To improve threat intelligence, it’s most important to address the flaws in how we interpret and use the intelligence that we already gather. Intelligence analysts are human beings, and many of their failures follow from intuitive ways of thinking that, while allowing the human mind to cut through reams of confusing information, often end up misleading us.
From a great article by Robert Jervis, professor of international politics at Columbia University:
The problem isn’t usually – or at least isn’t only – too little information, but too much, most of it ambiguous, contradictory, or misleading. The blackboard is filled with dots, many of them false, and they can be connected in innumerable ways. Only with hindsight does the correct pattern leap out at us, and to fix what “broke” the last time around only guarantees you have solved yesterday’s problem.
Far more important, and useful, is to address the flaws in how we interpret and use the intelligence that we already gather. Intelligence analysts are human beings, and many of their failures follow from intuitive ways of thinking that, while allowing the human mind to cut through reams of confusing information, often end up misleading us. This isn’t a problem that occurs only with spying. It is central to how we make sense of our everyday lives, and how we reach decisions based on the imperfect information we have in our hands. And the best way to fix it is to craft policies, institutions, and analytical habits that can compensate for our very understandable flaws.
The first and most important tendency is that our minds are prone to see patterns and meaning in our world quite quickly, and then tend to ignore information that might disprove them. Premature cognitive closure, to use the phrase employed by psychologists, lies behind many intelligence failures.
Second, people pay more attention to visible information than to information generated by an absence. In a famous Arthur Conan Doyle story, it took the extraordinary skill of Sherlock Holmes to see that an important clue in the case was a dog not barking. The equivalent, in the intelligence world, is information that should be there but is not.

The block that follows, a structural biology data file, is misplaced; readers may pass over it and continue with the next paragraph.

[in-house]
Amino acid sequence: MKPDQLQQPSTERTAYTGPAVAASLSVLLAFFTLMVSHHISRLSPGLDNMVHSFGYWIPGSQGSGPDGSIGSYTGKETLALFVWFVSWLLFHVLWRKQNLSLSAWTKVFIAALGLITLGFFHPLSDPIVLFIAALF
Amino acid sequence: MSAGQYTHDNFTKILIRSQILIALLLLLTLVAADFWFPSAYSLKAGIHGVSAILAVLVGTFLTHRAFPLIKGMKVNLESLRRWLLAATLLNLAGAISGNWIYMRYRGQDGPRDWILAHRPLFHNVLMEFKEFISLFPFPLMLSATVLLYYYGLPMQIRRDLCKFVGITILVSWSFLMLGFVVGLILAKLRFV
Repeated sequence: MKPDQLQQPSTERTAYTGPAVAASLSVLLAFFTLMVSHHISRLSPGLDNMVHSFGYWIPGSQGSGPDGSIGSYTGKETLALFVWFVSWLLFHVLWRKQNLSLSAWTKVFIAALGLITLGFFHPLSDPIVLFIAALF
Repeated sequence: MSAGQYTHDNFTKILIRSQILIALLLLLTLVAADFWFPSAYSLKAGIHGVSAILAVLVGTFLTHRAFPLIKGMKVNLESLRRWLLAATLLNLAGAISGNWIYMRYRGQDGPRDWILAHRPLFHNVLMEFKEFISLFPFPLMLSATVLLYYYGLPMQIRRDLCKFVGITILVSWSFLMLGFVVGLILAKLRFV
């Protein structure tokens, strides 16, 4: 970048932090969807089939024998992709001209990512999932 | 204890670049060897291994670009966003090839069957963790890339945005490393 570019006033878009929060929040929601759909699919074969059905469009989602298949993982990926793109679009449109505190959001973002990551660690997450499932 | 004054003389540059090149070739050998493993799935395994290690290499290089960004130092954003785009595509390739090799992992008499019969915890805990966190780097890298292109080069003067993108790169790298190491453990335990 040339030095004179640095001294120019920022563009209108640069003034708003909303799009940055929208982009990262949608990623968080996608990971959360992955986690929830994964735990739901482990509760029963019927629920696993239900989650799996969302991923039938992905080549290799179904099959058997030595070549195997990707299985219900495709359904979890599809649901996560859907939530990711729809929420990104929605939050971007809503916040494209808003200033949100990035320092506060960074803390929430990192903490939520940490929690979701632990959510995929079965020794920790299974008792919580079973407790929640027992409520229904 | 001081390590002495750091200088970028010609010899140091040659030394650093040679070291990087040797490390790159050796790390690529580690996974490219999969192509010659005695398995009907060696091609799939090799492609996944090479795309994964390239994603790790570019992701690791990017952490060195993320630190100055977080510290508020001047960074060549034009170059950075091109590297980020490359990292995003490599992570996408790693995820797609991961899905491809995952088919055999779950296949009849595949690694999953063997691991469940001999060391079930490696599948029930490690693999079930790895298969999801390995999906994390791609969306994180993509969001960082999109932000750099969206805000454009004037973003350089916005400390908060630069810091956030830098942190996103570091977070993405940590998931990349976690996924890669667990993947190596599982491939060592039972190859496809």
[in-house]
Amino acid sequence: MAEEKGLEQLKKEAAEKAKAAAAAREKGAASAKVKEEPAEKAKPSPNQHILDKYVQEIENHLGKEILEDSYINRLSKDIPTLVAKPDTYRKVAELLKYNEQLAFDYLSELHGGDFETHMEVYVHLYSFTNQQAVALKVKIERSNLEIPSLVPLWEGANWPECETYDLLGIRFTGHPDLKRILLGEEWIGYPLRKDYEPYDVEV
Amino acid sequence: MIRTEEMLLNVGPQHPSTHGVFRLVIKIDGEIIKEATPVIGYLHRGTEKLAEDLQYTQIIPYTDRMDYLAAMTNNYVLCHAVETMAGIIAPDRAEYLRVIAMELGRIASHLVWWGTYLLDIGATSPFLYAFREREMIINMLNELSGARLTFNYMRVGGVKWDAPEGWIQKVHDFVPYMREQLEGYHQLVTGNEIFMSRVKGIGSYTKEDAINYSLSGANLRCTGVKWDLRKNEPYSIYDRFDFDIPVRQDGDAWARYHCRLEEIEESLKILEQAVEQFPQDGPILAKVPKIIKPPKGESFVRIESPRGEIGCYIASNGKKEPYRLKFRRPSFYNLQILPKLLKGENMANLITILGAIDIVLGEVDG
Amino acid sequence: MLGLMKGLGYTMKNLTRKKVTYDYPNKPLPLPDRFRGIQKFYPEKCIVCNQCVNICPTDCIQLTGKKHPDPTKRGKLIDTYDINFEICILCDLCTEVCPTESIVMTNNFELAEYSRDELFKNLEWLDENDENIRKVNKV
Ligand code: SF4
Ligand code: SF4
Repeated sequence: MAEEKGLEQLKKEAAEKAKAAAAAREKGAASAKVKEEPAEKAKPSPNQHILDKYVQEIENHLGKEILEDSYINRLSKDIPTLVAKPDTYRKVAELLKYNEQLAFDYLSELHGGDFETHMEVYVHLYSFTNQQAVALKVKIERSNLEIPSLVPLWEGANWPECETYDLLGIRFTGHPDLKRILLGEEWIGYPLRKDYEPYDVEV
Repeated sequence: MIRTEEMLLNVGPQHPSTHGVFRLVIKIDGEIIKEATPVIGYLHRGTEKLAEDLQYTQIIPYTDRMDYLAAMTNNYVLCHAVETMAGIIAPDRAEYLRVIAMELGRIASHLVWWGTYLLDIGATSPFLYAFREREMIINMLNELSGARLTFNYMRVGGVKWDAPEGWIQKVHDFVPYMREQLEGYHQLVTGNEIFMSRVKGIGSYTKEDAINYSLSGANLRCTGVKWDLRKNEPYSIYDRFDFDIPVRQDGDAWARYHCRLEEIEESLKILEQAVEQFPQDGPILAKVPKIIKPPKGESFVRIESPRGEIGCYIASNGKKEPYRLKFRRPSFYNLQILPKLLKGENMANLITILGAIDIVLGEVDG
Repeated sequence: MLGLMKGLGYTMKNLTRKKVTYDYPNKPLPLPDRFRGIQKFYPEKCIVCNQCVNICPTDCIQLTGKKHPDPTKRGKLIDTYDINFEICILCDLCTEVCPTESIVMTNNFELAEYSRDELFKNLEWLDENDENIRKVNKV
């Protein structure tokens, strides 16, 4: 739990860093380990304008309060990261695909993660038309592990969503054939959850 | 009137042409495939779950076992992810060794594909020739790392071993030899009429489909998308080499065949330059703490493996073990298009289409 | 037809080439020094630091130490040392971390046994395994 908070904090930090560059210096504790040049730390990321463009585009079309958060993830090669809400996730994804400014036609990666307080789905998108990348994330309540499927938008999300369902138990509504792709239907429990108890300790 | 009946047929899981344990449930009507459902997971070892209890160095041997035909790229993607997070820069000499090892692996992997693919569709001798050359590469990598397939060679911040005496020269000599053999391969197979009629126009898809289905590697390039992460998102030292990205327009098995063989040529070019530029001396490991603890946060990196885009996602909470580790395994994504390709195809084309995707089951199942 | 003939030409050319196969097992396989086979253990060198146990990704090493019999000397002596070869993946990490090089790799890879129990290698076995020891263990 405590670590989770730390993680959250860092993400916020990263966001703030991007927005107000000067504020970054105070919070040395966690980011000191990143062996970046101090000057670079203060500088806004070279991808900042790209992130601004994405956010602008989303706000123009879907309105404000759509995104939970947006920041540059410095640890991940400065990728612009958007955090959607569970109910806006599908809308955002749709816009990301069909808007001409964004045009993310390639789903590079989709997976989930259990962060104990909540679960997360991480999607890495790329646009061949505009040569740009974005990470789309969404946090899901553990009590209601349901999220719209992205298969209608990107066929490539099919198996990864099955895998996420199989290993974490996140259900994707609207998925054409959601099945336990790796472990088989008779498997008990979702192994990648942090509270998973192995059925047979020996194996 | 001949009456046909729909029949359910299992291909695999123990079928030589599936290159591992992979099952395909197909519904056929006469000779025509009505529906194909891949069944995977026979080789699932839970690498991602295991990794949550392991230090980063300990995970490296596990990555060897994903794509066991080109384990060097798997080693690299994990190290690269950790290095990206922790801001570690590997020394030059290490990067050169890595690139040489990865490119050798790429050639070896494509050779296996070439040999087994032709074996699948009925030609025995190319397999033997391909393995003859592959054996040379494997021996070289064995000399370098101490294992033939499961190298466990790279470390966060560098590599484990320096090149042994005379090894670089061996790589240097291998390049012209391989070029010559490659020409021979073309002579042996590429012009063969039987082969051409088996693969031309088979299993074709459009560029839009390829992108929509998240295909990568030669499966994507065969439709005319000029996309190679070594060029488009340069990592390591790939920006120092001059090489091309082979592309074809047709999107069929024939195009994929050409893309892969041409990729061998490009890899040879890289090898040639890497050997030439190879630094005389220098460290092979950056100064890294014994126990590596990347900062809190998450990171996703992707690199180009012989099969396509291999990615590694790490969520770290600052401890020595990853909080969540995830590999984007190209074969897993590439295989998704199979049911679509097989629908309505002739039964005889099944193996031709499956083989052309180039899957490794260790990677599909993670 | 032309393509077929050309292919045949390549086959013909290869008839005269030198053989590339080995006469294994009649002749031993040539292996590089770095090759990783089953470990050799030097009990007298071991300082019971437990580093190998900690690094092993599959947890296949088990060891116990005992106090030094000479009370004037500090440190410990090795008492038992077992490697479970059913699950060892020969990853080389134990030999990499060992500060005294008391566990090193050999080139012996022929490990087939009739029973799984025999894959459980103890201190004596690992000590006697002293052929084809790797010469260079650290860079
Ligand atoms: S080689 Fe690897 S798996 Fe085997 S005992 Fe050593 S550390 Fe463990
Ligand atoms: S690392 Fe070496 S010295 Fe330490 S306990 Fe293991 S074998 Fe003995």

Third, conclusions often rest on assumptions that are not readily testable, and may even be immune to disproof.
I’ll add a fourth — ignoring threat intelligence all together or treating it as taboo. This may take several forms: “it’s beyond our control”, “we don’t have good data”, “it’s too hard to quantify”, “we aren’t paid for guess-work”, “we rely on vendors for that”, “everybody knows what the threats are”, “if we bring it up, we will get too many questions we can’t answer”, or other excuses. (See Josh Corman’s post on the folly of relying on security vendors for your threat intelligence. Vendors only have incentive to inform you about threats they can mitigate.)
If you want a good methodology for threat intelligence, look at Intel’s. It was adapted for use by the Information Technology Sector Coordinating Council in their risk assessment for critical IT industry infrastructure.
As good as it is, it could even be better if they had some systematic methods to actively seek out contradictory information and contrary hypotheses about threats. One simple way to do this is to create a “Mental Model Red Team” whose primary job is to disprove everything you think you know, or at least generate and validate contrary hypotheses. (For social and cultural reasons, you should probably rotate your staff through this team rather than keeping the team membership fixed.) Formal methods exist, including “Analysis of Competing Hypotheses” (slides). (I’m in the process of evaluating a tool for this called SHEBA. I hope to have a demo read for Mini-metricon, something like this.) Another possible method is prediction markets, but I’ve never seen them used for this purpose.